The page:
Jesus ≠ QAnon


Okay look, as a member of a faith community that teaches that a guy who lived 2000 years ago has implications for the way I live my life today, I’m not one to be overly judgemental when people have beliefs in things I know nothing about. But I will say is that when an external idea or philosophy starts to pervade my faith community, I feel like I have a responsibility to say something. I don’t necessarily think this is some new radical idea, as I think most of would want to preserve our sense of identity and person group we consider is foundational to who we are. And that brings me to my video today about QAnon. Just this weekend, April 16th & 17th at the Health and Freedom Convention in Tulsa, Oklahoma, a republican/conservative event that is described as an event to learn how to fight back for your health and freedom. It was held at Rhema Bible College, and included a virtual who’s who of the QAnon crowd to include, Michael Flynn, Lin Wood, Sidney Powell, a bunch of anti-vaxxer doctors, and pastors. The two day event finished with a mask burning event if that gives you any idea of how they feel about Covid. But it also included a special guest, Jesus. Not that one, but Jim Caviezel who went on about adrenochroming of children. But I’ll get back to that.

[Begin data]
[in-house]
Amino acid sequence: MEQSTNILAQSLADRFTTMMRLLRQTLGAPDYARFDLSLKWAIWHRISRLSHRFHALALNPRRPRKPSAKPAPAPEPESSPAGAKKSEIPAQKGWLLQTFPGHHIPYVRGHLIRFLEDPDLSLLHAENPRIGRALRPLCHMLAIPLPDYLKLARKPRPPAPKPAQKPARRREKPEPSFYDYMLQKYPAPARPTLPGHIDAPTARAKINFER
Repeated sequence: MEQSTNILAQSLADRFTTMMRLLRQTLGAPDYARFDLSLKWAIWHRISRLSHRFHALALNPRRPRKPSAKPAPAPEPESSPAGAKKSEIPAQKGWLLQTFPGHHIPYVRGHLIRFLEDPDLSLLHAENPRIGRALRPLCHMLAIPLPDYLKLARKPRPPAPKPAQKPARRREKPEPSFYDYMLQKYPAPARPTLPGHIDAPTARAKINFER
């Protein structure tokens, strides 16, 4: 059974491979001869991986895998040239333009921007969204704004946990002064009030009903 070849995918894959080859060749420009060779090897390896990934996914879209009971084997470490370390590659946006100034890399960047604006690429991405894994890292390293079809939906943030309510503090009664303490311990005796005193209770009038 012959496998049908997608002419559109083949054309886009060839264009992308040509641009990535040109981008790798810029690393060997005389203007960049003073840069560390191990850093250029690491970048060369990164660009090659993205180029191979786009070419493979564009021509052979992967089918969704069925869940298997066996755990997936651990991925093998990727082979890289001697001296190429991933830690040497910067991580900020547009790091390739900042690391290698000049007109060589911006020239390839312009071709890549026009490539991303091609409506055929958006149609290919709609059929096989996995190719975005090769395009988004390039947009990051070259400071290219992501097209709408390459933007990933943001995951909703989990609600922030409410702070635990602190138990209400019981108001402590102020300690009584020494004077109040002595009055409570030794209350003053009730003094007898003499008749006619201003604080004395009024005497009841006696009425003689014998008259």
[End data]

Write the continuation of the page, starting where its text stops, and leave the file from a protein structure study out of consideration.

So who or what is QAnon? I won’t bore you with the details of it’s origin and place in modern politics, but will just say that it was a product of the imagination, but metastasized by social media and the political sphere in America. Believers of QAnon are called anons and believe that America is run by a cabal of pedophiles and Satan-worshippers who run a global child sex-trafficking operation and that former President Trump is the only person who can stop them. The leader of this movement is a mysterious high-ranking government official or officials (plural) who works under the pseudonym Q, and communicates to his or her followers through Q drops that they post anonymously on message boards on the internet. I’d like to say that this is a uniquely republican belief system but I haven’t seen any hard data to back that up, it’s primarily a group of people who are fed up with the political elites, with the exception of Trump of course, which for all tense and purposes is a bit of a messiah to them.